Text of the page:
memory of the war in a rather straightforward manner, and your work doesn't
directly have anything to do with it. 
Soba: Yes, that's one of my points, my views on the art. A lot of people have
tried through their art to explain the bad things in the war. I don't want to
explain anything. Because it's impossible to explain. I just want to make a
confrontation between those two things. So, this is really something, because if
you want to make some art piece about war, it shouldn't be just about war as
war. Lots of people try to do that but it's impossible if you are not on the
face of the place. That's really hard to explain. 
SK: That's good. 
Soba:  I'm not used to doing interviews.
SK: Well, you've got to get used to it if you're going to be an artist. Just
tell me who you are, what your name is.
Soba: My name is Seric Nebojsa Soba, I am an artist in Sarajevo, and I hope I
will still be. 
Short Break for Cyclist, Discussion Pause
Soba: Their religions, they're almost the same. They believe in the same thing,
actually, the same idea, of a man who will give his life,  who will sacrifice
his life so that human kind will improve, do something better.
SK: That's one reason why few of us can really understand it. 
Soba: None of us can understand why they have been doing that. They are shooting
on their own people here in Sarajevo. About forty percent of people in Sarajevo
are also Serbs. They are shooting their own people all the time, so what's the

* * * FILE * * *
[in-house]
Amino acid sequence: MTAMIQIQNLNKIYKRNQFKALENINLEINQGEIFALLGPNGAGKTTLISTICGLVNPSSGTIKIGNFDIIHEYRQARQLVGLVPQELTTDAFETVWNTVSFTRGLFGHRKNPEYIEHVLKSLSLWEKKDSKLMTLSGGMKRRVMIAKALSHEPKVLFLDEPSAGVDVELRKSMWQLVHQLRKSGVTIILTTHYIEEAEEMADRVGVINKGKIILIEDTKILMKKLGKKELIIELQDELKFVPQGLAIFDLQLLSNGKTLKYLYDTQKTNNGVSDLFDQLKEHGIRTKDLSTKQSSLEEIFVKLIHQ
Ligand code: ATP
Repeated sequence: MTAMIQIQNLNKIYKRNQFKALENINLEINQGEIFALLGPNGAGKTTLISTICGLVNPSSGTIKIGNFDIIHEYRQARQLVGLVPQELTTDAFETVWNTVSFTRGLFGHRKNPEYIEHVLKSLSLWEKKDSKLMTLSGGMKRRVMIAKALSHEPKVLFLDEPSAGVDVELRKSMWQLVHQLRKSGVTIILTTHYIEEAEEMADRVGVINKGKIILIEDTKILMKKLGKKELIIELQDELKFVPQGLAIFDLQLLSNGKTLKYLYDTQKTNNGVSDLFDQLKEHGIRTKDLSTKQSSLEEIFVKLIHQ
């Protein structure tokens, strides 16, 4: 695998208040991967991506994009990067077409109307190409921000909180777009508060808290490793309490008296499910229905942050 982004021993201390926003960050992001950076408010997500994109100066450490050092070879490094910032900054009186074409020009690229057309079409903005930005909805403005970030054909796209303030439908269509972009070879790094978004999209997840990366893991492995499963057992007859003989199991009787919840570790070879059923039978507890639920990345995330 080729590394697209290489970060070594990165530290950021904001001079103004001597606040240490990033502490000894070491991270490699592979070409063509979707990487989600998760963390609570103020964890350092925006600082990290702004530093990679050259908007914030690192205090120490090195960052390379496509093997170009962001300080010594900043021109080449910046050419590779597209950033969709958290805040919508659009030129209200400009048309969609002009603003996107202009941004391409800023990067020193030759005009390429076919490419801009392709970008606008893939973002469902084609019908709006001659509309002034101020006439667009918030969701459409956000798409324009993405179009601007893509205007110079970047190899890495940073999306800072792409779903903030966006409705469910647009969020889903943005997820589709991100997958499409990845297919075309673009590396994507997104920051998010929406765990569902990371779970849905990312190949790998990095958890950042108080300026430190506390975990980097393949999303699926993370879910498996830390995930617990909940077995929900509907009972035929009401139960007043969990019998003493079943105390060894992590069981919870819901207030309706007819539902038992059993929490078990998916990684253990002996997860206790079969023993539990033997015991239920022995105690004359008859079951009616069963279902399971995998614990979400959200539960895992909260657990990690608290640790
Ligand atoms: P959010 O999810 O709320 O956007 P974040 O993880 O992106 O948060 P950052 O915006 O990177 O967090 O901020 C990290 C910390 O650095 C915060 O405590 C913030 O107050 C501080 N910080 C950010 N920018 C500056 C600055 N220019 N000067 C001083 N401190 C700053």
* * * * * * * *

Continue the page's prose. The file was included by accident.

SK: I think you should not try to find any logic in it.

Branimir Jovanovic, Director of  the Nikola Tesla musuem, Belgrade, Yugoslavia
05.06.97, 11.25

Branimir: Ok, this is one of Tesla's machines, Tesla's famous coil, produced by,
an engineer who is associated with the museum. So the idea of the museum is to
try to connect engineers with artists and incorporate, as with the example of
this machine, to  reproduce technology, and try to make sculpture which will be
functioning. One of the problems with designing these machines is that the
engineer doesn't take too much care about design and how these machines look.
Artists generally are interested in shape, not in technology. So, I believe that
in connecting them we can get very good results. Tesla himself was an example of
an engineer who took care about the design, so, inspired by Tesla himself, we
have this idea which we want to be a free adventure where the artist can produce
whatever he wants, taking care about some technological rules. 

return to Dessau, 05.06.97, 14.30